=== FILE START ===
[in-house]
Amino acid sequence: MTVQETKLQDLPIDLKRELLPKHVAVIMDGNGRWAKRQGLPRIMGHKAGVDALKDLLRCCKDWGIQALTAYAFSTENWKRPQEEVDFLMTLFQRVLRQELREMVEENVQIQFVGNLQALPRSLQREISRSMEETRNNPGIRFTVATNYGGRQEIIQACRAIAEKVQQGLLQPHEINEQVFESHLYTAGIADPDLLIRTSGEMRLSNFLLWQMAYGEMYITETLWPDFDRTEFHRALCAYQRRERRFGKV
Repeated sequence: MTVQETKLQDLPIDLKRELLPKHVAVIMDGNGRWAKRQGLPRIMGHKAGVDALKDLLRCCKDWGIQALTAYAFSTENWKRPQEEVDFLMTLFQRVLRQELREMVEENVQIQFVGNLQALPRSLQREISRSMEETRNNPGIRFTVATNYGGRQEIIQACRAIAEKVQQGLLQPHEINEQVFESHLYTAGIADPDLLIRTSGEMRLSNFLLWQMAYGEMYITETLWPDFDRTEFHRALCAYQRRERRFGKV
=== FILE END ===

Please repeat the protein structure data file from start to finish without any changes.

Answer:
[in-house]
Amino acid sequence: MTVQETKLQDLPIDLKRELLPKHVAVIMDGNGRWAKRQGLPRIMGHKAGVDALKDLLRCCKDWGIQALTAYAFSTENWKRPQEEVDFLMTLFQRVLRQELREMVEENVQIQFVGNLQALPRSLQREISRSMEETRNNPGIRFTVATNYGGRQEIIQACRAIAEKVQQGLLQPHEINEQVFESHLYTAGIADPDLLIRTSGEMRLSNFLLWQMAYGEMYITETLWPDFDRTEFHRALCAYQRRERRFGKV
Repeated sequence: MTVQETKLQDLPIDLKRELLPKHVAVIMDGNGRWAKRQGLPRIMGHKAGVDALKDLLRCCKDWGIQALTAYAFSTENWKRPQEEVDFLMTLFQRVLRQELREMVEENVQIQFVGNLQALPRSLQREISRSMEETRNNPGIRFTVATNYGGRQEIIQACRAIAEKVQQGLLQPHEINEQVFESHLYTAGIADPDLLIRTSGEMRLSNFLLWQMAYGEMYITETLWPDFDRTEFHRALCAYQRRERRFGKV